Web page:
The trip brought him to Wetaskiwin and then into Edmonton, where he recognized abundant opportunity and decided to stay. He became the night clerk at the Alberta Hotel and lived in the corner room at the top of the tower. He got into the real estate business and opened an office at 318 Jasper, right across from the Alberta Hotel.

Artist's rendering for the Tegler Building, 1912.

He knew opportunity when he saw it and in 1911 decided to buy half a block and build a new office building at the corner of what was then known as Elizabeth Street and First Street, now 102nd Avenue and 101st Street. His friends told him he was crazy to contemplate such a grandiose scheme yet, if he had second thoughts, history doesn't say.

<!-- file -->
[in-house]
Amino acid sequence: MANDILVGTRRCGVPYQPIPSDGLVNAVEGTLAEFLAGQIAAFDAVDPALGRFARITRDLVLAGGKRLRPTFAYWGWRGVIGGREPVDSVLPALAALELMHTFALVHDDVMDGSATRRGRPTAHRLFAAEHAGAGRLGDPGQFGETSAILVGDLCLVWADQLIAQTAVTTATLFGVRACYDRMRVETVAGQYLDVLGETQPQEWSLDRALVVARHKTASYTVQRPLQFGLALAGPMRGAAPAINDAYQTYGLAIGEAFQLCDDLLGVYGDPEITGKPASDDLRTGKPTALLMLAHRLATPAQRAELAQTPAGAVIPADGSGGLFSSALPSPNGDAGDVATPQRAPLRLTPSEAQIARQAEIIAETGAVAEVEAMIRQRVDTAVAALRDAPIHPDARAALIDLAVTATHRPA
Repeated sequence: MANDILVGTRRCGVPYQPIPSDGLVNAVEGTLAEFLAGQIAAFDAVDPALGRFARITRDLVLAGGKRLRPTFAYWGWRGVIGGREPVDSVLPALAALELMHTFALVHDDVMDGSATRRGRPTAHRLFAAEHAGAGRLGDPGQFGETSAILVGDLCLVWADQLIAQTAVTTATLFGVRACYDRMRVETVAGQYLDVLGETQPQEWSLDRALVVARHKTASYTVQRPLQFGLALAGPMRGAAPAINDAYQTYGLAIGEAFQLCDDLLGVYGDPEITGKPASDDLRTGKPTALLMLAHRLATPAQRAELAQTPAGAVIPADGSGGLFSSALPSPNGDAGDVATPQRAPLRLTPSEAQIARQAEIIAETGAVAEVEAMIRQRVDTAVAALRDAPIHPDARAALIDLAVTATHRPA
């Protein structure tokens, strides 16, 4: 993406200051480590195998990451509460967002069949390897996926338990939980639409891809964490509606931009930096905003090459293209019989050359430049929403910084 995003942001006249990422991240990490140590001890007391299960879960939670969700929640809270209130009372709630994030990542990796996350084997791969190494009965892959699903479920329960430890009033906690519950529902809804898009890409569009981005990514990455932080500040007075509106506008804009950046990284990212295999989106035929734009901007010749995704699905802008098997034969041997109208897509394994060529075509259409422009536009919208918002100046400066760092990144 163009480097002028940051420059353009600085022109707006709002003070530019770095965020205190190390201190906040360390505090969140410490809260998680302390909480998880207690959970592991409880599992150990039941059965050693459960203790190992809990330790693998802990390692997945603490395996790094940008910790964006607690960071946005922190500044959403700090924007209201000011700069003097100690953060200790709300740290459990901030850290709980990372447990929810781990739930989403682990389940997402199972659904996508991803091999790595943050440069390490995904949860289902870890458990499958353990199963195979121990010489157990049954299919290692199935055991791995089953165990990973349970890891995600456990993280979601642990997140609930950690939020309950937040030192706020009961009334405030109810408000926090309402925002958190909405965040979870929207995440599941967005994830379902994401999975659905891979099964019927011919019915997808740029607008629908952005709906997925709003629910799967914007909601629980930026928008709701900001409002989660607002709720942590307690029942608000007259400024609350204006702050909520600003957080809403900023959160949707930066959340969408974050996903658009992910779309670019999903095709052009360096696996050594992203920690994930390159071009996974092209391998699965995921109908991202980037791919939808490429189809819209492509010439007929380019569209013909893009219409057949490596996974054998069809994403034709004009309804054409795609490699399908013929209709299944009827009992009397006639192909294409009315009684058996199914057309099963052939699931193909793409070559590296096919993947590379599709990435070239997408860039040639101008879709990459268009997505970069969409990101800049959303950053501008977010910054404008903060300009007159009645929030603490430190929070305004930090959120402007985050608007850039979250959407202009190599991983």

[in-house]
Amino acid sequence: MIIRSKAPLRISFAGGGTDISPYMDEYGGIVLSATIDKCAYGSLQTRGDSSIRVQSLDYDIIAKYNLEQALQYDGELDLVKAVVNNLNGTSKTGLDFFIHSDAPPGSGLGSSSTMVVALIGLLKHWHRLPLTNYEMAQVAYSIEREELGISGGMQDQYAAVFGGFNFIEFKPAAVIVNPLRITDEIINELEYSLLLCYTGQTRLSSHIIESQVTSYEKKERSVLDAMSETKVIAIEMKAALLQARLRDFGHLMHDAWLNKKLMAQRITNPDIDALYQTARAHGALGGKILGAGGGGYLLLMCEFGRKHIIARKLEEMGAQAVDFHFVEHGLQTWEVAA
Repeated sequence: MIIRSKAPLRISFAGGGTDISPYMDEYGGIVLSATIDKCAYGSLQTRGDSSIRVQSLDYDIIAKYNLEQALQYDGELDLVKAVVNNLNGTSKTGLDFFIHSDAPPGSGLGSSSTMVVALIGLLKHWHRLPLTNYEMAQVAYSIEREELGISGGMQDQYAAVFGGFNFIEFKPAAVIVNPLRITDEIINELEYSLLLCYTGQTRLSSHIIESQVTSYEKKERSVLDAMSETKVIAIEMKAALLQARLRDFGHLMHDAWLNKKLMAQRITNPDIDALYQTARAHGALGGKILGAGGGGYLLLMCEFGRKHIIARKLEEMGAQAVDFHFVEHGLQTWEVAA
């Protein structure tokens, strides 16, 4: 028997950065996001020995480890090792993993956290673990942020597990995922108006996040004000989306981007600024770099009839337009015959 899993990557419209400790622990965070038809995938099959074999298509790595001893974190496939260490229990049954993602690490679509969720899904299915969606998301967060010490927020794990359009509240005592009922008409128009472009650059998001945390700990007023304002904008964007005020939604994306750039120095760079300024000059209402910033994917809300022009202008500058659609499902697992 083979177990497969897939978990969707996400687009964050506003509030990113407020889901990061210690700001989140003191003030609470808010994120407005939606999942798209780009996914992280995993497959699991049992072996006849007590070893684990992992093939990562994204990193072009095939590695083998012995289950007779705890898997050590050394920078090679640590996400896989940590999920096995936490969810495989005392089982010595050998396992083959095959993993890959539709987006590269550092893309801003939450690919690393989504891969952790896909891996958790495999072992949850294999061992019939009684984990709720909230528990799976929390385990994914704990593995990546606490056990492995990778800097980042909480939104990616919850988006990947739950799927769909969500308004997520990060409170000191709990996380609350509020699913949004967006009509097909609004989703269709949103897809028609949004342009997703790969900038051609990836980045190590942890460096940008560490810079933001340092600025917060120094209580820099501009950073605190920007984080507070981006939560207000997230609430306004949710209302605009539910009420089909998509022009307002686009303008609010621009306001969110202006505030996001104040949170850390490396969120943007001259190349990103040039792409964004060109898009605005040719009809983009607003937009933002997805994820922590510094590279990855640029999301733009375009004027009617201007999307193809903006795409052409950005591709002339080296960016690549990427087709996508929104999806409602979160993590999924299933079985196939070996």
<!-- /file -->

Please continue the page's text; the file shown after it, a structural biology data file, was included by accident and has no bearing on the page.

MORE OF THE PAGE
Tegler pushed ahead with his building after James Ramsey, a retailer from eastern Canada, agreed to lease 18,000 square feet of the main floor. Ramsey's Department Store went on to become one of Edmonton's most successful merchants of all time.


Edmonton architect Herbert Alton Magoon was hired to design a six-storey building, 100 feet long, 70 feet wide and 80 feet high. According to a story in the March 25, 1911 edition of the Edmonton Bulletin, Tegler originally intended the structure to be steel frame with wooden partitions, but the construction tender from George A. Archibald Company of Calgary proved to be so favourable that he decided to use concrete and make the building fireproof throughout.


And so it became the first fireproof office building in Edmonton and one of the earliest reinforced concrete buildings in the province. The budget was $160,000.


Magoon was assisted in the design work by his partner George Heath MacDonald. Together they came up with a classically styled office building, clad in red brick and white stone. The Classical detailing included corner quoins, pilasters and a two-storey balcony with engaged tonic columns and a balustrade which accents the upper floors.